Wednesday 5 May 2021

2 Poems by Tim Gavin


I am nothing more than a fat pigeon

Living in the waste of my own luxury

Not having earned or worked

For any crumb or nickel

As I move from one curb

To another. I am no longer my own

Advocate – just a scavenger of spoils.

My wings, silent and pale,

The things that make me

Me, are useless as I try

To lift but only suspend for a moment

And drop like a grey thing

Heavy and graceless to the ridicule

Of the sparrow and wren, dishonorable

To both humans and my rich heritage

As I scurry to pick up bread pieces

And corn kernels thrown toward me

in Harrowgate Park from aging men,

Flapping away the squirrels

for me and my welfare.


I left order and the ideal of certainty

And stepped into chaos and chance,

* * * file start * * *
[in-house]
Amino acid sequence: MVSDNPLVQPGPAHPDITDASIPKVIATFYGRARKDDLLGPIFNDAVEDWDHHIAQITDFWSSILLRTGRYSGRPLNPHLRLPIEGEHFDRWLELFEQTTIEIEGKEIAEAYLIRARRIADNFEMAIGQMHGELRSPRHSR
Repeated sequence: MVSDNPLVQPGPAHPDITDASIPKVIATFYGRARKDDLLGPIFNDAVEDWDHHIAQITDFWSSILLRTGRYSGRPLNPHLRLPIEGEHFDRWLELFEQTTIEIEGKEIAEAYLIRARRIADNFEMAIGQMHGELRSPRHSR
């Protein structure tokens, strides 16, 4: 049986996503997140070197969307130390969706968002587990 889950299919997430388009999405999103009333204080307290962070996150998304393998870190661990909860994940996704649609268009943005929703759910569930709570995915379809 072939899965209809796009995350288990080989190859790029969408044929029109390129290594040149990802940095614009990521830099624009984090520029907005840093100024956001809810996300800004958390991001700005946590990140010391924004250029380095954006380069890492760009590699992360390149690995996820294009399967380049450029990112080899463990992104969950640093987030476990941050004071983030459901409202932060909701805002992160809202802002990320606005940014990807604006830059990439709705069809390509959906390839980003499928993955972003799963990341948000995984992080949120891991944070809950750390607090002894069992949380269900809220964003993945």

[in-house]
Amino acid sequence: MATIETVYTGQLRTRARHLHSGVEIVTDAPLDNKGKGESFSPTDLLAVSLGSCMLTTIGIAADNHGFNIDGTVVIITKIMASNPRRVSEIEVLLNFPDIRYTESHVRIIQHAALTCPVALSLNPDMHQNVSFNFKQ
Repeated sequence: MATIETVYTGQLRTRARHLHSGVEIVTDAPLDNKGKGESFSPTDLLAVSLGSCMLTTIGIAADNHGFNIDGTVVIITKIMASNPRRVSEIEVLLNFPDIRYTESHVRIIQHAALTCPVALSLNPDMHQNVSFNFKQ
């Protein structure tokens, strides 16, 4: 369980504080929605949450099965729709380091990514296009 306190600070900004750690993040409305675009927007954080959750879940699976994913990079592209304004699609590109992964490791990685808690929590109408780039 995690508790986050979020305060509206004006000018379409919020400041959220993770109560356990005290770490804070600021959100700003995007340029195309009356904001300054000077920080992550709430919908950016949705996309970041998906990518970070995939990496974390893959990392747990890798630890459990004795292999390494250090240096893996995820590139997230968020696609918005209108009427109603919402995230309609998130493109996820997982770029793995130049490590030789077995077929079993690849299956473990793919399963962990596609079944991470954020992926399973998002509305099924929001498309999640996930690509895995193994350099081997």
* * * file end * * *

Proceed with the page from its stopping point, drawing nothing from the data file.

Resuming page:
Chance being an imagination all its own


And there is static and interference

From one valley to another but no

Conceit because there is consent


For redemption, vulnerability –

Like a divine fiat of some sort – while

I embrace an archangel who encouraged


Me to uproot a mulberry tree and

Plant it in a place of my own choosing

And with authority I did while waves

Crested and fell, crested and fell.



Tim Gavin is an Episcopal priest, serving as head chaplain at The Episcopal Academy. Prolific Press Released his chapbook, Lyrics from the Central Plateau, in November 2018. He is currently developing a manuscript: Divine Property. His poems have appeared in The Anglican Theological Review, Blue Heron Review, Blue Mountain Review, Cape Rock, Cardinal Sins, Chiron Review, The Cresset, Digital Papercut, Evening Street Review, Magma, Poetry Quarterly, Poetry South and Spectrum. He lives with his wife in Newtown Square.


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